Tuesday, February 16, 2010

Another Reason to Be Left Behind: Cats and Dogs and Dolphins and Bears, oh, my!

To continue my series of finding rapturous Reasons to Be Left Behind, now let me sing the praises of other animals – both wild and domestic. Throughout much of my career, I’ve followed wild animals – from the mysterious and forgiving gray whale in my book Sightings to dolphins in Between Species to wolves in my first memoir Build Me an Ark: A Life with Animals. I also celebrate domestic animals, especially our daily companions of cats and dogs. What would I do without my ascended Zen master, Loki, and my mischievous and protective feline, Tao?

I come from a long line of animal lovers. My father raised Tenneesee Walkers; one niece volunteers at the zoo to work with aging elephants. Another niece is addicted to Animal Planet. Is it any wonder that I discovered at every turning point of my life, spiritual or psychological, that an animal guided me in making some big decision?

For example, my decades of studying wild dolphins have taught me about playfulness as a survival skill.  My niece carried on the family tradition of cetacean love when she volunteered to work at a dolphin research center one summer. She got a tattoo of a dolphin, which inspires me to do the same, if I have the courage.

We’ve always known that animals are intelligent and able to adapt to changing environments – something humans might try. But a recent British Sunday Times article cites new research in which dolphins are declared “the world’s most intelligent creatures, after humans.” The scientists go on to suggest “they are so bright that they should be treated as ‘non-human persons.'” A professor of ethics at Loyola Marymount University, Los Angeles, Thomas White, wrote a series of academic studies suggesting that dolphins should have rights and that they “qualify for moral standing as individuals.”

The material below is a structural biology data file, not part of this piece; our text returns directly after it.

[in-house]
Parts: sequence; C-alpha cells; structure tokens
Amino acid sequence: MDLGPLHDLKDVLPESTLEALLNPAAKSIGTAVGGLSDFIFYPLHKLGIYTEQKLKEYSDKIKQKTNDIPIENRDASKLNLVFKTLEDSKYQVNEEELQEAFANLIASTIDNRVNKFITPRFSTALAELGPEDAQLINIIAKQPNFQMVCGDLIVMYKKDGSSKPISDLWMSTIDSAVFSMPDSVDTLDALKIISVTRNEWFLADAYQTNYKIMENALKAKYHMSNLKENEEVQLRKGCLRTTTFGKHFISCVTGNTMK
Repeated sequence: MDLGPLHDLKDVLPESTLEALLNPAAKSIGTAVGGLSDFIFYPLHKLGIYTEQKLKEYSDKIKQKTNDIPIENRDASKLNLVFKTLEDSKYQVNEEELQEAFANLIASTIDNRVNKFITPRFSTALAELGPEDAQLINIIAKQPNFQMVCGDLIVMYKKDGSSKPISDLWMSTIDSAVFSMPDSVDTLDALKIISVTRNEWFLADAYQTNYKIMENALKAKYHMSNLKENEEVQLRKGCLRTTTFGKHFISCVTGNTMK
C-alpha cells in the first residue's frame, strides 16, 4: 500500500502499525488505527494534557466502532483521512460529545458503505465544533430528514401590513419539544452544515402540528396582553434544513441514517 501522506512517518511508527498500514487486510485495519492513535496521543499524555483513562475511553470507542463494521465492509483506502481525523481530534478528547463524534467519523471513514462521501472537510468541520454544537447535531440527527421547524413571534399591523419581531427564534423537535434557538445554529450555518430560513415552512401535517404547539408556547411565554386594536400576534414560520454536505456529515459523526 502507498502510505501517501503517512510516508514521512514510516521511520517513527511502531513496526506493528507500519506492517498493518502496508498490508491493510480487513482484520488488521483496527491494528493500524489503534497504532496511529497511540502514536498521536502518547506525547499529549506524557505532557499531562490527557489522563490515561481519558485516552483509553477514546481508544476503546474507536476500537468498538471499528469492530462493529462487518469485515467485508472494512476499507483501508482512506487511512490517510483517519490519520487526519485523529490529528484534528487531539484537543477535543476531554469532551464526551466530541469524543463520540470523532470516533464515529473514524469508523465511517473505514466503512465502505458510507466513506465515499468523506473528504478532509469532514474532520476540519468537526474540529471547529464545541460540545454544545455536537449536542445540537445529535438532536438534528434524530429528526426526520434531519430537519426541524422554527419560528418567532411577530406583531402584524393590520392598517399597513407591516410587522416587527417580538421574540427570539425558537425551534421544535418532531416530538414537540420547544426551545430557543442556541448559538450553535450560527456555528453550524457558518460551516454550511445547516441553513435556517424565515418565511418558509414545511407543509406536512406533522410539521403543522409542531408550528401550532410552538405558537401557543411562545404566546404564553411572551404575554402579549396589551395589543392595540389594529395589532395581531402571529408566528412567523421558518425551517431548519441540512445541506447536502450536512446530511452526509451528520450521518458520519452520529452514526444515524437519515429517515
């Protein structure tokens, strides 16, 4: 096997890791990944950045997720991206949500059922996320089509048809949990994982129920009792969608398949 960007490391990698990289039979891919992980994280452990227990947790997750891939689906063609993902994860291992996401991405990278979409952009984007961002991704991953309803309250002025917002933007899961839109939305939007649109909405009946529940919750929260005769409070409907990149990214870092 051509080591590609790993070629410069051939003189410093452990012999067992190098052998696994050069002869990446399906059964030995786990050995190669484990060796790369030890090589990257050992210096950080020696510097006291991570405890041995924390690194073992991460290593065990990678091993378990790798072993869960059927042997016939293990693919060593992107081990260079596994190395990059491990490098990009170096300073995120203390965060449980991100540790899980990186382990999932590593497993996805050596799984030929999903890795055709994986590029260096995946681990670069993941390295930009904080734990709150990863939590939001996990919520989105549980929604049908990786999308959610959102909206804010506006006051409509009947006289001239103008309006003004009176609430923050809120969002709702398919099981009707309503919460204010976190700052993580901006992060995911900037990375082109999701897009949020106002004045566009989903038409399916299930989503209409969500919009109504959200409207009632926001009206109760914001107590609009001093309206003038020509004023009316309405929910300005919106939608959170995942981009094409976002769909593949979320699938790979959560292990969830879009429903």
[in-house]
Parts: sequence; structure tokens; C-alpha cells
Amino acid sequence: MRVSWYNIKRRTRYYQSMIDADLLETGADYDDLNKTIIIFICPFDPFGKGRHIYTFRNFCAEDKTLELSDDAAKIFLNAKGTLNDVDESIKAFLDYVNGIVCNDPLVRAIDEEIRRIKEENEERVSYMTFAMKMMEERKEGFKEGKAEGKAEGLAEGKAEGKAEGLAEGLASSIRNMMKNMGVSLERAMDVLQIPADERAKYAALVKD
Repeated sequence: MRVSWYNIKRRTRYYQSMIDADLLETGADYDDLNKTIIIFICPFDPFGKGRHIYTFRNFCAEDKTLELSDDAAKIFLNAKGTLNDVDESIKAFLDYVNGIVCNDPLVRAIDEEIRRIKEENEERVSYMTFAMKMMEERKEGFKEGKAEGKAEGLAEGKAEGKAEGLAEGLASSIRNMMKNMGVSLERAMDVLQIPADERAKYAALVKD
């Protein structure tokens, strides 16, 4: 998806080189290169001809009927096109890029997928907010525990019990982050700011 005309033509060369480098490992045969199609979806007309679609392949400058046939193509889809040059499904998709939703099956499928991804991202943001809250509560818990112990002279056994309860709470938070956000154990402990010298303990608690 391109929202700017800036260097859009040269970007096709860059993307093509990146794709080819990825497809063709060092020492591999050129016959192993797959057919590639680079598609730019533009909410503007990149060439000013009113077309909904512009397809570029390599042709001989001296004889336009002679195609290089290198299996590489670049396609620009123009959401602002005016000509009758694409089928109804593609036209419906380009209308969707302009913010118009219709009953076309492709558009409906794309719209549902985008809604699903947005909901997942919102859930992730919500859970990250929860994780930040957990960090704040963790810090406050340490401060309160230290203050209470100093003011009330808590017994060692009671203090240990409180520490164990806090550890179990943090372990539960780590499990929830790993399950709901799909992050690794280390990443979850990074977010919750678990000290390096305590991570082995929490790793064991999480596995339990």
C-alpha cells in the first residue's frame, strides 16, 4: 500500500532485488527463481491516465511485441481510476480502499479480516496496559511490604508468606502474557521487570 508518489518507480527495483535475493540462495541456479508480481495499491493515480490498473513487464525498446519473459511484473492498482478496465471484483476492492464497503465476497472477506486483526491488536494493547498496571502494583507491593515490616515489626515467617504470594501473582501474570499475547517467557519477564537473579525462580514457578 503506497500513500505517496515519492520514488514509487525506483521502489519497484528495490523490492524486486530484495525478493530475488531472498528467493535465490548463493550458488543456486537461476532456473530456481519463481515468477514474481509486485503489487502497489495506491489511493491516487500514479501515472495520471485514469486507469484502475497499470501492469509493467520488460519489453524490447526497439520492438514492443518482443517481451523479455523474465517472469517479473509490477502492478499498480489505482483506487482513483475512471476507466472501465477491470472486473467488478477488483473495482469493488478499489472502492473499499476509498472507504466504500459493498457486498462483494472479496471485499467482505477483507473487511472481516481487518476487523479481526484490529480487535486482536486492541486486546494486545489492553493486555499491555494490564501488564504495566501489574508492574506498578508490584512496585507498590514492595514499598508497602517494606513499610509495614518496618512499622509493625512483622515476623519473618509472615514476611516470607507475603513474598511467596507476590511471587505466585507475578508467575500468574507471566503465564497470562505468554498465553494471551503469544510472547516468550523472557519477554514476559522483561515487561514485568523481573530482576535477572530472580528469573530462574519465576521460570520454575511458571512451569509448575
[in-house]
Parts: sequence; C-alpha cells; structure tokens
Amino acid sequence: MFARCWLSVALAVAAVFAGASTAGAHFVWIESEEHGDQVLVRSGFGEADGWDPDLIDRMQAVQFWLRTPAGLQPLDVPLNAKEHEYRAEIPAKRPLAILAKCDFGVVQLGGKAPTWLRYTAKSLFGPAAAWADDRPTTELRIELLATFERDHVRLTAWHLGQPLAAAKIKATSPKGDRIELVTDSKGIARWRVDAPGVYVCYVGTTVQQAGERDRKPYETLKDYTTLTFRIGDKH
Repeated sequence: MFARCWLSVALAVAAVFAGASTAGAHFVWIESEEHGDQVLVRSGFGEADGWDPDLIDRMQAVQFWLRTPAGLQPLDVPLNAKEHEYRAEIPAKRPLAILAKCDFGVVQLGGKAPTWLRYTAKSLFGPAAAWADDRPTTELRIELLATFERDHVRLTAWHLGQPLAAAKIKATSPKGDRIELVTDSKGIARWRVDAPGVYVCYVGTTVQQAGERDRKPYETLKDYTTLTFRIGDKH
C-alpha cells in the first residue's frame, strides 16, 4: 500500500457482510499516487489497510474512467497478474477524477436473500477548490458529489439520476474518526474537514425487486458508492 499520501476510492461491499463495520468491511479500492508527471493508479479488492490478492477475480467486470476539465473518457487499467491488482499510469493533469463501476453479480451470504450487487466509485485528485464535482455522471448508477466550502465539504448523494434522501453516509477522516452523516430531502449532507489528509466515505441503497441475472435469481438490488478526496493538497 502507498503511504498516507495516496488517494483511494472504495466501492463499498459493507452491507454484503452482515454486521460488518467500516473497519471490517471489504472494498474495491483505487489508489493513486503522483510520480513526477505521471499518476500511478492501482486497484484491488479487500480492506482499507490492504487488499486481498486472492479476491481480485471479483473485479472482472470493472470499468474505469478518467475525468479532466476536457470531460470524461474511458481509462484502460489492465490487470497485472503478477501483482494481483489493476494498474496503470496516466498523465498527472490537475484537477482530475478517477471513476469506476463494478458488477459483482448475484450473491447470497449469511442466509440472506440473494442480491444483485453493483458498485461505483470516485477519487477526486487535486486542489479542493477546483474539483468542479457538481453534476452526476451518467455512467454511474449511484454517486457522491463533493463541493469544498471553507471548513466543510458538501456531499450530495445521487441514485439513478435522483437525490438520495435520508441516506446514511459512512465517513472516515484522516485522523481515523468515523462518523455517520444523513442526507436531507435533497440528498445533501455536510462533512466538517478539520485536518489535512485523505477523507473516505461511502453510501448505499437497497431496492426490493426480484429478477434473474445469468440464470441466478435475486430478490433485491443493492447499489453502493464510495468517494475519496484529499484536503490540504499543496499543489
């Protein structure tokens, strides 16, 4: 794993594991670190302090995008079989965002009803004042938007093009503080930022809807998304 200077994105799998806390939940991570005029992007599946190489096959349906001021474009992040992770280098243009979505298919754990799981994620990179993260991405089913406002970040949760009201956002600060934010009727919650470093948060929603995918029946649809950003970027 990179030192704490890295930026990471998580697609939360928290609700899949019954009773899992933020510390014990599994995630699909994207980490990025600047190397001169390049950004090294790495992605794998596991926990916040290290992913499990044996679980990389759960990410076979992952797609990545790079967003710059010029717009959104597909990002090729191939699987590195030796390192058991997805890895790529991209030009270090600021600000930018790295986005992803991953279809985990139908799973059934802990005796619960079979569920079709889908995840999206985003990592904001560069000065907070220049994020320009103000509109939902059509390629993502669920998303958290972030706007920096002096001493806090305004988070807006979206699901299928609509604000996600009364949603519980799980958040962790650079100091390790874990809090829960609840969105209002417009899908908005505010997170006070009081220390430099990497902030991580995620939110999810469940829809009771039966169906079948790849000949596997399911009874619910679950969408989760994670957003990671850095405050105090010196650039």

I have a lot to say on this ethical and spiritual issue of other animals as worthy of equal rights with humans. Much of my writing – from the novel Animal Heart to Singing to the Sound addresses this. Stay tuned.
But for now as I work with my cats warming themselves by the space heater and we all listen to the waves off the Salish Sea, I’d like to give a practical reason for cherishing our fellow creatures: The health benefits of animal companionship.
The New York Times reports that while it is still not well understood, animals can help lower our blood pressure, ease our pain, comfort us in our grieving, and raise healthy children.  When researching the effect of visiting therapy dogs (like the Delta Society volunteers) with children in the hospital, Emily Grankowski said, “The dogs brighten them up.” This is also true for autistic children and elders who often have no physical touch except by petting cats or walking a dog.
I edited an anthology, Intimate Nature: The Bond Between Women and Animals, in which the poet, Judith Collas quips: “she never felt she was sleeping with the wrong dog.”
The creature comfort that comes from encountering wild animals and living alongside our domestic pets is so profound that I include them in my most important Reasons to Be Left Behind. Now, I better get up from this computer and the piles of work. Why? I’ve got to go walk the dog!


  1. Speaking of the bond between humans and animals. Late Friday afternoon before Memorial Day weekend of 2009 my wife got the call that she had breast cancer. I don't know if it's standard procedure for doctors to make it sound really bad at first, but the diagnosis was grim.
    Shortly following, as each test came back, the prognosis became better and better. As this happened our lab/chow, Chewie, who had been with me for 9 short years developed an extremely fast growing and non-treatable sarcoma in his mouth. We had it cut out once, but it was back with a vengeance and my baby boy was gone within three weeks. I know he sacrificed himself for my dear wife and friend, Cyndi.
    with metta,

  2. Congratulations Brenda!
    Ellen and I look forward to reading another of your great works.
    What a BEAUTIFUL canine companion! Congrats on the new addition!
    We hope to see you at your lecture/bk signing in the desert on Sunday.
    Let's catch up!

  3. I have no doubt that animals are our equals, in some ways, and our superiors in others .. I don't think I could live without their touch, their affection, and at times, their judgement.

    They make me a better human, without doubt.